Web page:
February 2, 2023

Taylor Daily Press

Complete News World

Famous car tycoon and castle lord Erwin Behrens wants to shed his image as a logger: "Not the government, but we keep the Hof ter Boll Green" (Beeneland)

Famous car tycoon and castle lord Erwin Behrens wants to shed his image as a logger: “Not the government, but we keep the Hof ter Boll Green” (Beeneland)

Not surprisingly, very few people do not ascribe a great heart for nature to the current owners of the former court of the well-known industrialist Henry Ackermans. In October dozens of beech trees went to the ax in the woods and along the meadows at ‘s-Gravenwezelsteenweg, opposite the Hof ter Pull, with heavy equipment and in full view of thousands of passers-by. It wasn’t the first “major cleanup” of the old green spaces in this area.

“An indispensable evil and fully authorized by the Flemish Environment Minister Sahel Demir (N-VA),” Erwin Behrens presents a 54-page collection. “This is our nature management plan, and it is valid for 24 years. It is full of measures to optimally preserve all the paths, canals, forests and farmland that make up the Hof ter Pull. It replaces all separate permits that might otherwise be required.”

“It was approved at the end of 2020, but we started preparations seven years ago. I contacted the help of specialists from Avantgarden from Wijnegem, among others. All possible authorities, including the municipalities of Scheld and Wijnegem, were asked to give advice, despite what some politicians claim locals now.”

Erwin Beerens with the approved nature management plan for his Hof ter Pull. © Queen Phasour


Hand over his heart, Irwin Berens claims that he and his nature-loving wife, Andre, have only one goal in mind. “We want to keep our field as green and healthy as possible for future generations, including our children. I hope I can still experience the final implementation of the established management plan. I will be 84 by then. Not all regulations hold our own preference. For example We’d rather leave more rhododendrons. But we do everything by book.”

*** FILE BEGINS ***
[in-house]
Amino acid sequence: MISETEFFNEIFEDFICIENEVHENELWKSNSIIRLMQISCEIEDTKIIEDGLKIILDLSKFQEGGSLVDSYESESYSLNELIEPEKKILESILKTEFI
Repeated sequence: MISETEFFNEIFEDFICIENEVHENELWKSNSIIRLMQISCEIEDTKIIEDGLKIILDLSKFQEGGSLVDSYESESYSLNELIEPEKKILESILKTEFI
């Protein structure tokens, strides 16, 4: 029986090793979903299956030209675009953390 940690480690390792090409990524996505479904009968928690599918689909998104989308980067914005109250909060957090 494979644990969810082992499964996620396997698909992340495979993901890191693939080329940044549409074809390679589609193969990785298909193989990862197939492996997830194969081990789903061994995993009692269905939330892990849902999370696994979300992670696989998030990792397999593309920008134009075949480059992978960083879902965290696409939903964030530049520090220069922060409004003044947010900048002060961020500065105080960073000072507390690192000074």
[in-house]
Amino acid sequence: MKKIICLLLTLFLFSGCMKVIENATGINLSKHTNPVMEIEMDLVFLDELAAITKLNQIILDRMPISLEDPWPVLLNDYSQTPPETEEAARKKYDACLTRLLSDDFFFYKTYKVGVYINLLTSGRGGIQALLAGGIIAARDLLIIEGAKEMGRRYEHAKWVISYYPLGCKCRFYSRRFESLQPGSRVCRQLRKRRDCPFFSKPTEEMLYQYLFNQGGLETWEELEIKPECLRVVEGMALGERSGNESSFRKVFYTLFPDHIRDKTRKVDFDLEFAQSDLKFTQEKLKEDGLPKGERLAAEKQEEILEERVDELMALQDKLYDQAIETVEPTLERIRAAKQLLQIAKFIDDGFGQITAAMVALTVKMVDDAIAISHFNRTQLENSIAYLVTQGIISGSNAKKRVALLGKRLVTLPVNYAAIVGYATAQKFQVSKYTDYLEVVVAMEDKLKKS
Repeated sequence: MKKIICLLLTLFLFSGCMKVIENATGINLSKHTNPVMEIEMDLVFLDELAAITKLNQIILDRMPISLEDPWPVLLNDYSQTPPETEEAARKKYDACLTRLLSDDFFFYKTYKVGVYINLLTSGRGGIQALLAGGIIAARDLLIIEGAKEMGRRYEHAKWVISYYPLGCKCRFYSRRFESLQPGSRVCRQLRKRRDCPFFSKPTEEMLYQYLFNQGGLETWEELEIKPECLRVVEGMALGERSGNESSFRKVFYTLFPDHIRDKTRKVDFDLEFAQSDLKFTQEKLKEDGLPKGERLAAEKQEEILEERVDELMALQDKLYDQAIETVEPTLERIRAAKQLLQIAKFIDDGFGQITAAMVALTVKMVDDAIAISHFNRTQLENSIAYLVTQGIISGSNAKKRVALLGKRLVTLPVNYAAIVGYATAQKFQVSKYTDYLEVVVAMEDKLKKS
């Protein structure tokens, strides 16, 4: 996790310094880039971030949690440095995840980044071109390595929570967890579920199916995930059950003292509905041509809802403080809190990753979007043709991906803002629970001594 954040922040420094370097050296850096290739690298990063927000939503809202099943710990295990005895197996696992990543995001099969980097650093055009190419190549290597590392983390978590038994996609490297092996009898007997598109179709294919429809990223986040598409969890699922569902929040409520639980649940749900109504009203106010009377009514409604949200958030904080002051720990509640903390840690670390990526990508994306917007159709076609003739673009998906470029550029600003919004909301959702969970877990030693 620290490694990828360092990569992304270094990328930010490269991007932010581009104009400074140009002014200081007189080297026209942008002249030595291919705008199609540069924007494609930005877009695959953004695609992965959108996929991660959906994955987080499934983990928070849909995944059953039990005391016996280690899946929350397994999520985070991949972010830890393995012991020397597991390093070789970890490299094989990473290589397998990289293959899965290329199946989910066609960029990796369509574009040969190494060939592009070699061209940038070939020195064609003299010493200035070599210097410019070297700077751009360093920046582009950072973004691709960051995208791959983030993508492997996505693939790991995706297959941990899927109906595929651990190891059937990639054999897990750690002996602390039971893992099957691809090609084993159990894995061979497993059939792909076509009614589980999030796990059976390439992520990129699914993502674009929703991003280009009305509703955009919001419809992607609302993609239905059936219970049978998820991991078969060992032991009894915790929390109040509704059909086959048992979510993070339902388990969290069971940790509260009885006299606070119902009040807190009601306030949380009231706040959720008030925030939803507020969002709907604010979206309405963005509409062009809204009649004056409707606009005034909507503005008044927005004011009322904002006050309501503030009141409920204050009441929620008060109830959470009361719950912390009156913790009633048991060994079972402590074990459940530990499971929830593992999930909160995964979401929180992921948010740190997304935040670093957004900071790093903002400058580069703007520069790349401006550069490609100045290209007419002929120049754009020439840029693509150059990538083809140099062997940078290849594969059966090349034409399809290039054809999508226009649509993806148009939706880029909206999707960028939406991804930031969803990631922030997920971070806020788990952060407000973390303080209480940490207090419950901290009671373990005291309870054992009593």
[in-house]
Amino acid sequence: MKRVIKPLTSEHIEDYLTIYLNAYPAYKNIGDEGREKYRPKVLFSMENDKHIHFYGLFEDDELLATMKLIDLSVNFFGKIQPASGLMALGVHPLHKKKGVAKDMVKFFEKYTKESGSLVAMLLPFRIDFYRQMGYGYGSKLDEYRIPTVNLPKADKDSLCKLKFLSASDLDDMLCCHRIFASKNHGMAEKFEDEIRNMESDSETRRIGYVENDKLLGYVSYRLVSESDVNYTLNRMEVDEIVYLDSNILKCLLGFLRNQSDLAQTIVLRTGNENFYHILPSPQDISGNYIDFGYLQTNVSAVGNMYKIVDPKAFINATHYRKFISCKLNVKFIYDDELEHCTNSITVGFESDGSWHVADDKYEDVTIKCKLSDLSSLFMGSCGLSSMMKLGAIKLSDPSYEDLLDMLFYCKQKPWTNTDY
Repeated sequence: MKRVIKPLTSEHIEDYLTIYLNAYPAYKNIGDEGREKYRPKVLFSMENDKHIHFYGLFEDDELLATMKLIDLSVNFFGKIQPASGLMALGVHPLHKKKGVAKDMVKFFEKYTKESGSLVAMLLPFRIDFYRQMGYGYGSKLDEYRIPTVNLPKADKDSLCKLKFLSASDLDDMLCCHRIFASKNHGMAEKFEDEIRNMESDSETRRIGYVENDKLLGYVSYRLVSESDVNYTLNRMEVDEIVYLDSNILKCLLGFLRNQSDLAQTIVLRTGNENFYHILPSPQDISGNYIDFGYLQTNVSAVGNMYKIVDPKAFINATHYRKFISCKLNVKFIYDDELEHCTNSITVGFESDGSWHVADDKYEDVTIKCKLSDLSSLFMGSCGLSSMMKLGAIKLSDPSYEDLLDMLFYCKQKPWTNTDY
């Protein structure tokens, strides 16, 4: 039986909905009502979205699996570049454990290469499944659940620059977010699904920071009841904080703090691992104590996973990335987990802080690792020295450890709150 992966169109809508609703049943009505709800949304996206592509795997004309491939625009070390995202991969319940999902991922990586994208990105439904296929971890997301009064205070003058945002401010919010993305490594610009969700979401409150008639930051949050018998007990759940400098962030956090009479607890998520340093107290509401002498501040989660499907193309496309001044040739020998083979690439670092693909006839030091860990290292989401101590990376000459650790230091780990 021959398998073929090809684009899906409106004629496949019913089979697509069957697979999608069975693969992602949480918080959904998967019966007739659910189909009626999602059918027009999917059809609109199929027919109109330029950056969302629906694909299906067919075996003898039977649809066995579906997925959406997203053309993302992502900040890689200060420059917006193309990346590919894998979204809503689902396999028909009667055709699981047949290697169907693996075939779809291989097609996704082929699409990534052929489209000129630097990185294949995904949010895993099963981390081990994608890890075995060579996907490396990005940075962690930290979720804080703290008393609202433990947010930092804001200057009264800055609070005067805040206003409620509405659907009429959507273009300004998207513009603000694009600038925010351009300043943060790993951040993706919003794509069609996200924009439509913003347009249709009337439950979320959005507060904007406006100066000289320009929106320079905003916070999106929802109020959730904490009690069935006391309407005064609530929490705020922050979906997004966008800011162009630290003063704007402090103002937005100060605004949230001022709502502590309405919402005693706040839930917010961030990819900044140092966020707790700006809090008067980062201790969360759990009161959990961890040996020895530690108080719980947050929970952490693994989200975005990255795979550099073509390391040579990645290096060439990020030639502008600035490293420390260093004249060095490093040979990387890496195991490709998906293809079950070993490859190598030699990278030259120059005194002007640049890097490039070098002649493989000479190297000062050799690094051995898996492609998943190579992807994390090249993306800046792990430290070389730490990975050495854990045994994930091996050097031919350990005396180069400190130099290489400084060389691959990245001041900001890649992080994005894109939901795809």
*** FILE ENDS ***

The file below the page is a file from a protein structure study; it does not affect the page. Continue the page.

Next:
It annoys the castle lord that people always react with prejudice when another 140-year-old beech tree falls. “I think that’s too bad, but if I don’t do it now, those trees damaged by the wet surface will soon fall onto the track and people will be injured or worse. I can no longer count damage claims for alleged damage to vehicles,” says Berens.

Together with Gilles Van Raemdonck of Pristine Gardens, Erwin Beerens carries a fifteen-year-old oak tree to his planting site between Houtlaan and Gravenwezelsteenweg. © Queen Phasour

“Every twig cut here in the last two years has been approved by the Nature and Forest Agency. As you can see today, we are not stopping there. The Nature Management Plan has pages full of planting programs for our sixty-hectare area. We are now systematically implementing them Last year, after thinning earlier, 250 trees were added to the forest along the Broekstraat. Now I am planting another two hundred between Galgenstraat and ‘s-Gravenwezelsteenweg. It mainly concerns bog oaks and oaks. The soil is very wet and these species are more resistant to that “.